Alex is great though. Never doubt that.

Charlie's great too, many pros (blue) despite his equally many cons (red)

Went on a mad ikea spree and then remembered how much I hate self-assembly furniture. Luckily Alex and Justin are heroes.

I think this was around the time we re-did the sealant and got the shower up and running, and this went a huge way to make me feel better about everything.

Started back at work. I think I like working from home. I'm simultaneously more and less distracted, but I think overall my productivity is better. Still early days though, and I do miss my office buddies a bit.

Very helpfully, a whole bunch of freelance stuff rolled in around this time. Helpful because I really really need the money (did I mention that Ikea spree?), and I love fun new projects... But also stressful because there are only so many hours in the day, and now another 2 of them a day are taken up with walking a dog. (But don't let this put you off commissioning me. Hi, hello, am very good at time management) (But this may be why some of my visual diaries are a bit shoddy this month...)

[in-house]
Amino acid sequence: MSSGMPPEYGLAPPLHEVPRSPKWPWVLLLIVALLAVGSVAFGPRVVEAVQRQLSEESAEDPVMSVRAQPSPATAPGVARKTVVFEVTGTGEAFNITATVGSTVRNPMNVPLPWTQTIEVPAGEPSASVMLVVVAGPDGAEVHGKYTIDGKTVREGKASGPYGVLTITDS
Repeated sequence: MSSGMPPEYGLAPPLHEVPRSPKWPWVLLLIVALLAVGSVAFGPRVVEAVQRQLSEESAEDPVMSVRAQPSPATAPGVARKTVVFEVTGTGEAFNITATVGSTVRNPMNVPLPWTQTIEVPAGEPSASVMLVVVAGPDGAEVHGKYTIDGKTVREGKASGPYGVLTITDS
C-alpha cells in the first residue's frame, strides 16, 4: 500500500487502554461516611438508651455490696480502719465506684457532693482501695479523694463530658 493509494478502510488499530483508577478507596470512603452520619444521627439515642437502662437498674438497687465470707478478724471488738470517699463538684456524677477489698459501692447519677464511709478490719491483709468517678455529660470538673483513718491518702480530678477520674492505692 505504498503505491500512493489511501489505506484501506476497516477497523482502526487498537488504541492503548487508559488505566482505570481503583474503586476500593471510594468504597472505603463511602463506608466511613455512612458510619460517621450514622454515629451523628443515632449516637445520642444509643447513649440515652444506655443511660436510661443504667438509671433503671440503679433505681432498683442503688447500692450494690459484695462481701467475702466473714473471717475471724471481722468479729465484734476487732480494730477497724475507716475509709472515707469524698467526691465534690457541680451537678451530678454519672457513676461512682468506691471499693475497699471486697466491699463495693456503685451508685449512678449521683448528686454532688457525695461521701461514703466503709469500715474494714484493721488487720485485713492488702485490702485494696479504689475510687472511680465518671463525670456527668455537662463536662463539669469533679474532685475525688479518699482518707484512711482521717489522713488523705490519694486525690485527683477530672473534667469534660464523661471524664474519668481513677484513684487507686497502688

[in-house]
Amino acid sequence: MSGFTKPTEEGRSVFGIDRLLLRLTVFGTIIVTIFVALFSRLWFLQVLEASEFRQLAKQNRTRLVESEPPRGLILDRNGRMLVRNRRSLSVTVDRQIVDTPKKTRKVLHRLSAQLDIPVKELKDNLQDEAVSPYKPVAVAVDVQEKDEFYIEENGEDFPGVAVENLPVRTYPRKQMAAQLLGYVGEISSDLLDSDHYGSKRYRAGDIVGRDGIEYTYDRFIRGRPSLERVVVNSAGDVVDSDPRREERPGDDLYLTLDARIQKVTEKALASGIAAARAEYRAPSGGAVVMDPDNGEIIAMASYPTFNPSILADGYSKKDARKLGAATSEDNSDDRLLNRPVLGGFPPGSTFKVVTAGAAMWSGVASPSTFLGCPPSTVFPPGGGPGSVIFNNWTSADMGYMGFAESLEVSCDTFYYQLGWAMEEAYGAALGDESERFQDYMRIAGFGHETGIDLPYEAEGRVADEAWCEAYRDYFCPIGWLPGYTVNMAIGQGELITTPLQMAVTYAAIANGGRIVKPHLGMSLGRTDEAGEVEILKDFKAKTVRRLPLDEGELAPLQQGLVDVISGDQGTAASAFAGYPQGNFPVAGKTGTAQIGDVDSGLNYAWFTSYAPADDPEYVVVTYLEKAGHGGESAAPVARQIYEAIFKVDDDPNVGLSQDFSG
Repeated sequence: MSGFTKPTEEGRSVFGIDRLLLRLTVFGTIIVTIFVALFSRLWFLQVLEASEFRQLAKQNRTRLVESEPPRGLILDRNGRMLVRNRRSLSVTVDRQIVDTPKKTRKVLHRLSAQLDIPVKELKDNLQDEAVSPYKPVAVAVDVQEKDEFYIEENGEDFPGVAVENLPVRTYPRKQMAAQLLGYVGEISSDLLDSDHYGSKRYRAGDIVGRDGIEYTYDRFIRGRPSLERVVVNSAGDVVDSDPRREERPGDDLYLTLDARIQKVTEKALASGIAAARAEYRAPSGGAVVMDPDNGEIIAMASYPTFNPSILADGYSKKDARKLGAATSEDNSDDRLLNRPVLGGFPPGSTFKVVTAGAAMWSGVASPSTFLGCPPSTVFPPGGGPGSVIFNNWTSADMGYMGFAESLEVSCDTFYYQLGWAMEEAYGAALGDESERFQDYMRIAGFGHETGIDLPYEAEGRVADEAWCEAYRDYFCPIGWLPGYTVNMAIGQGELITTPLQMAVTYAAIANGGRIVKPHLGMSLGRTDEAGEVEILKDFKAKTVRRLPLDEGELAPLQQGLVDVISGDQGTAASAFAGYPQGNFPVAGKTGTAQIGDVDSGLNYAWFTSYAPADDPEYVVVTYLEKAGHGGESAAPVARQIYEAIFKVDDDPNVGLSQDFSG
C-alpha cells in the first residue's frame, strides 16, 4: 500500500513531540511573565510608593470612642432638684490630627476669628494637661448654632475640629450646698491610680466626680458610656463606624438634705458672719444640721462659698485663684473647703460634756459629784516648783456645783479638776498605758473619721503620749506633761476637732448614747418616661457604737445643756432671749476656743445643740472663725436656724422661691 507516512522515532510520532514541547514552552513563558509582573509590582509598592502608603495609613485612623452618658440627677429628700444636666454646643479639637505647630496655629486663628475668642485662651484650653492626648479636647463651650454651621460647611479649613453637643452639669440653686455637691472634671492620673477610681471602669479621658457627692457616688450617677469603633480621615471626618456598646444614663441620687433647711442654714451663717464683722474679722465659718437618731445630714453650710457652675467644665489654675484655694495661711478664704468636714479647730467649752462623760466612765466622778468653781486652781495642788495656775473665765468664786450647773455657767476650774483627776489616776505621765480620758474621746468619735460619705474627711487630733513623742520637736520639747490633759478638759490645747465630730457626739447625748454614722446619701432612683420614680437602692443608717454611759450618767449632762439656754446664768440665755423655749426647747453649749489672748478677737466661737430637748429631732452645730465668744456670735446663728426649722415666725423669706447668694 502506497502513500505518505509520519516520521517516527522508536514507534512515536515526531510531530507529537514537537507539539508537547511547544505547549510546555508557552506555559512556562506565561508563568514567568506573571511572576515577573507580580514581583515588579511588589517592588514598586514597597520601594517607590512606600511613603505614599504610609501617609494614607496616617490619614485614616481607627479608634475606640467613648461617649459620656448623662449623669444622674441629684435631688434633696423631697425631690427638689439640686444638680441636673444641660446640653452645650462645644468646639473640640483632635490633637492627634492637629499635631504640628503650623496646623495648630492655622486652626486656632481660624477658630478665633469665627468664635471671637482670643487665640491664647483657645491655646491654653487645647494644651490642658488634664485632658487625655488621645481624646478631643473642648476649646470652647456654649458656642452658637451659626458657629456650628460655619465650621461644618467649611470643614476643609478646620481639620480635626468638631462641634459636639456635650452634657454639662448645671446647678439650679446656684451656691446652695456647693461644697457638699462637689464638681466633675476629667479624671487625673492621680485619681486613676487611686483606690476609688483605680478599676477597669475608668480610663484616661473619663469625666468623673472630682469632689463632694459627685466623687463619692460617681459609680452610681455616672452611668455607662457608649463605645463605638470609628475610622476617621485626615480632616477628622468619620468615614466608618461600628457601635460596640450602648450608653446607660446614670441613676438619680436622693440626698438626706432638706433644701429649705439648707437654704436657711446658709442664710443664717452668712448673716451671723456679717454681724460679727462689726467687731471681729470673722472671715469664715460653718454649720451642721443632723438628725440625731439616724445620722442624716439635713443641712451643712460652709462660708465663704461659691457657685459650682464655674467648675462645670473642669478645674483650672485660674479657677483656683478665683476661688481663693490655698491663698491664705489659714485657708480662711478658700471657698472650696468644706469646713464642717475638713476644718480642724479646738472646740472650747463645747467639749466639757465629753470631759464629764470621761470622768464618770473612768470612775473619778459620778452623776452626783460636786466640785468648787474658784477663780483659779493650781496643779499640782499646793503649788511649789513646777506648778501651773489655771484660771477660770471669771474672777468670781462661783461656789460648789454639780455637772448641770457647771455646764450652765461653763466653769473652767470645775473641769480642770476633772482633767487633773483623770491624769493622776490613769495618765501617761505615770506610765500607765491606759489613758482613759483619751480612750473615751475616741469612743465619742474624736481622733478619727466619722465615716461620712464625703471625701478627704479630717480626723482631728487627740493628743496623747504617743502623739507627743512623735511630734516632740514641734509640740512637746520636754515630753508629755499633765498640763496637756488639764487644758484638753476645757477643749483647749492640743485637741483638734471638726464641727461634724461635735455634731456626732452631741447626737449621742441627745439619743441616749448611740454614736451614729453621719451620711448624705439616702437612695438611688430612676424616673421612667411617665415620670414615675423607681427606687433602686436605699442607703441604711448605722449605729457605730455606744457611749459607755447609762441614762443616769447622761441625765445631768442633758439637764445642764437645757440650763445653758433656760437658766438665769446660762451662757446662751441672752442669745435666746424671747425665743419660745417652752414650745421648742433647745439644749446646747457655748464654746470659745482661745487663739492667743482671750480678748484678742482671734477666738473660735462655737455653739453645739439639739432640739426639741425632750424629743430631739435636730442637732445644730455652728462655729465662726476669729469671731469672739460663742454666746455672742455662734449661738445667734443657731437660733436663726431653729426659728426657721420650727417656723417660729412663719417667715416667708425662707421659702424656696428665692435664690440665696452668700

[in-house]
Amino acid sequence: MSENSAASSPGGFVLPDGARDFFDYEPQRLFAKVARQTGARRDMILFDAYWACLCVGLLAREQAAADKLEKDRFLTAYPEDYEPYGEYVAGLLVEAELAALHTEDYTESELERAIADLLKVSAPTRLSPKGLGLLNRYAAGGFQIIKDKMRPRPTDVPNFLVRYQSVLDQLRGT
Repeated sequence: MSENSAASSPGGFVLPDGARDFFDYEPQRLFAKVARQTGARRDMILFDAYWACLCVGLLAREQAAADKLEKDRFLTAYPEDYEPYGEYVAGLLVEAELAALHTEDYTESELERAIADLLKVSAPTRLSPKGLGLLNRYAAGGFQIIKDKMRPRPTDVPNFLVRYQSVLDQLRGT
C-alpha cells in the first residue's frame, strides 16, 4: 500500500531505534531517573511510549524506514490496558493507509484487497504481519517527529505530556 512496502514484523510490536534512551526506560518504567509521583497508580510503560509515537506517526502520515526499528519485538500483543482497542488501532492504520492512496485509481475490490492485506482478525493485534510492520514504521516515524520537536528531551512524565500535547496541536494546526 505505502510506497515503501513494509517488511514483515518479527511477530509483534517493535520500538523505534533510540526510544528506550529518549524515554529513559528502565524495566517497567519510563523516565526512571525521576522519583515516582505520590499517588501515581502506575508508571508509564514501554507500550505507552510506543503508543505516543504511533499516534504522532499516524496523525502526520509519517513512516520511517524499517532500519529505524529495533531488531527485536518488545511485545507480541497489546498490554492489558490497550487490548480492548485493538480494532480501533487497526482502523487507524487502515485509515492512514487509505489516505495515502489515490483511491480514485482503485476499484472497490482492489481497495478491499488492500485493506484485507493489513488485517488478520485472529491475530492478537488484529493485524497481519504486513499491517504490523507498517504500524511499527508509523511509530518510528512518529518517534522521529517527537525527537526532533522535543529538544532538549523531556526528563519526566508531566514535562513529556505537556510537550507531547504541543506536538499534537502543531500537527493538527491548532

We DO have one friend, and that friend is Keith, and he's great. (And also Charlie's new BFF)

As a modern empowered woman, surely it's okay for me to 1) buy a satellite GPS for all these elaborate country walks and 2) just pay someone to fix it x 3? (Oh yeah wait money is a thing)

Had a bad day. I have always prided myself on my pretty much unbroken track record of not getting locked out. Then I got locked out of our Brighton house a couple of months ago and was pretty devastated, and this time was even worse. (Because both Alex and Justin were far away, and Charlie was locked in). I had the upsetting realisation that a) we didn't know anyone local well enough to have given them a spare key, or b) even well enough for me to have somewhere to go and sit and wait while hero Justin came back from his day out in Manchester to let me in/Charlie out.
Felt very sad and alone. Went and sat in a cafe opposite two amazing women having coffee. Wished they were my friends.

Don't worry. I'm not going to become to dependant on Alex and Charlie (and Justin) for my emotional support needs. At some point I will meet people locally. But making friends, how does it work? (Basically I need more time/money to do things, we'll get there)